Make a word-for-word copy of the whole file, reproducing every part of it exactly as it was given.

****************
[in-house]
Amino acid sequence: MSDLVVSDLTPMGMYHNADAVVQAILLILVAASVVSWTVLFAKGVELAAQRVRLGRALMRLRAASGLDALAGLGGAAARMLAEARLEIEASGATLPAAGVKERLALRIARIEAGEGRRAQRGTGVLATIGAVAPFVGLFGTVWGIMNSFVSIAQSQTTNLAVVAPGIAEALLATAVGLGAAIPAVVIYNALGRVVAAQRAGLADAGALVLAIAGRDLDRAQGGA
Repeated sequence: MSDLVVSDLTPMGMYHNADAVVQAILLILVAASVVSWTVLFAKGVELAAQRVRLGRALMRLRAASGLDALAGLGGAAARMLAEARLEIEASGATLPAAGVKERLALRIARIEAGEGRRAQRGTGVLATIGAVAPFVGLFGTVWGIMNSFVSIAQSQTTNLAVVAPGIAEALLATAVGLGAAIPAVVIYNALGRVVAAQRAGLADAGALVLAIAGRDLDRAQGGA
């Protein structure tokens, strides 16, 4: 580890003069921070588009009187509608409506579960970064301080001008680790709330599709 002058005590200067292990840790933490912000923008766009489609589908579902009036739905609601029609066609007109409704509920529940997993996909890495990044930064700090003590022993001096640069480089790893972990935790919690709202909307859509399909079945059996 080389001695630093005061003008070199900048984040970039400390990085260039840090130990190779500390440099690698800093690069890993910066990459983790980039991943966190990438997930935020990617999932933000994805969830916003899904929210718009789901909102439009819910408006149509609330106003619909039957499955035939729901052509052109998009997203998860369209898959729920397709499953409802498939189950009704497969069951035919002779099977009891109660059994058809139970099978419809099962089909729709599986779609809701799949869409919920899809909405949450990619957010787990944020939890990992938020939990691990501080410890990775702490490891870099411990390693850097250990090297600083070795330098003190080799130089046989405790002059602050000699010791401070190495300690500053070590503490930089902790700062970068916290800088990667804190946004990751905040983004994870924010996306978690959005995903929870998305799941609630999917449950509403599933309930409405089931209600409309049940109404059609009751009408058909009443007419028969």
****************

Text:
[in-house]
Amino acid sequence: MSDLVVSDLTPMGMYHNADAVVQAILLILVAASVVSWTVLFAKGVELAAQRVRLGRALMRLRAASGLDALAGLGGAAARMLAEARLEIEASGATLPAAGVKERLALRIARIEAGEGRRAQRGTGVLATIGAVAPFVGLFGTVWGIMNSFVSIAQSQTTNLAVVAPGIAEALLATAVGLGAAIPAVVIYNALGRVVAAQRAGLADAGALVLAIAGRDLDRAQGGA
Repeated sequence: MSDLVVSDLTPMGMYHNADAVVQAILLILVAASVVSWTVLFAKGVELAAQRVRLGRALMRLRAASGLDALAGLGGAAARMLAEARLEIEASGATLPAAGVKERLALRIARIEAGEGRRAQRGTGVLATIGAVAPFVGLFGTVWGIMNSFVSIAQSQTTNLAVVAPGIAEALLATAVGLGAAIPAVVIYNALGRVVAAQRAGLADAGALVLAIAGRDLDRAQGGA
């Protein structure tokens, strides 16, 4: 580890003069921070588009009187509608409506579960970064301080001008680790709330599709 002058005590200067292990840790933490912000923008766009489609589908579902009036739905609601029609066609007109409704509920529940997993996909890495990044930064700090003590022993001096640069480089790893972990935790919690709202909307859509399909079945059996 080389001695630093005061003008070199900048984040970039400390990085260039840090130990190779500390440099690698800093690069890993910066990459983790980039991943966190990438997930935020990617999932933000994805969830916003899904929210718009789901909102439009819910408006149509609330106003619909039957499955035939729901052509052109998009997203998860369209898959729920397709499953409802498939189950009704497969069951035919002779099977009891109660059994058809139970099978419809099962089909729709599986779609809701799949869409919920899809909405949450990619957010787990944020939890990992938020939990691990501080410890990775702490490891870099411990390693850097250990090297600083070795330098003190080799130089046989405790002059602050000699010791401070190495300690500053070590503490930089902790700062970068916290800088990667804190946004990751905040983004994870924010996306978690959005995903929870998305799941609630999917449950509403599933309930409405089931209600409309049940109404059609009751009408058909009443007419028969």